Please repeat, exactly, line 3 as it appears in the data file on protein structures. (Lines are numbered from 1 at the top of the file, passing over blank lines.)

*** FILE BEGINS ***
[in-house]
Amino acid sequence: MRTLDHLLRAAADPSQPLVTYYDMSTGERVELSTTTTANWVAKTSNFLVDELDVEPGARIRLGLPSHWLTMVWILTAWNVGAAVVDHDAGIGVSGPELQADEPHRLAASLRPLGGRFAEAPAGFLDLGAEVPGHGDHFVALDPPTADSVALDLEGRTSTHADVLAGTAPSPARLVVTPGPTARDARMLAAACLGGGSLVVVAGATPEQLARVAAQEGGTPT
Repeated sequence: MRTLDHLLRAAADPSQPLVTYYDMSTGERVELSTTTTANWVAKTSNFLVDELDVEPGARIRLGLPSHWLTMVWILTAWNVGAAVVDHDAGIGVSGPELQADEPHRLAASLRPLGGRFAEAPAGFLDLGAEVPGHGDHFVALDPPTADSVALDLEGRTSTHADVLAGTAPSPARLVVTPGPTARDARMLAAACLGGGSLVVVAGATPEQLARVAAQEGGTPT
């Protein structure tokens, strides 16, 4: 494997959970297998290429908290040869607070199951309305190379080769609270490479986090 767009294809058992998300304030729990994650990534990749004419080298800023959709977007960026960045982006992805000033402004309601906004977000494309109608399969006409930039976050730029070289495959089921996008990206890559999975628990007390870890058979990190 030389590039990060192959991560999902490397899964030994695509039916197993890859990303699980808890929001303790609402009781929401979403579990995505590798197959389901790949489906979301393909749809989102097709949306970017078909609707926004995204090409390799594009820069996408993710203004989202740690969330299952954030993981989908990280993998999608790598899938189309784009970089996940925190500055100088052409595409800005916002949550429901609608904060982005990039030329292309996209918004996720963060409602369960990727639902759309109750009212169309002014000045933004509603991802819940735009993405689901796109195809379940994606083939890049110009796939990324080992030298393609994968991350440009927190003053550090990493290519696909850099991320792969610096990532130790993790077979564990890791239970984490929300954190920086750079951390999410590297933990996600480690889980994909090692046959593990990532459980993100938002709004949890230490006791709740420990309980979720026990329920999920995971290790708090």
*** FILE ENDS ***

Repeated sequence: MRTLDHLLRAAADPSQPLVTYYDMSTGERVELSTTTTANWVAKTSNFLVDELDVEPGARIRLGLPSHWLTMVWILTAWNVGAAVVDHDAGIGVSGPELQADEPHRLAASLRPLGGRFAEAPAGFLDLGAEVPGHGDHFVALDPPTADSVALDLEGRTSTHADVLAGTAPSPARLVVTPGPTARDARMLAAACLGGGSLVVVAGATPEQLARVAAQEGGTPT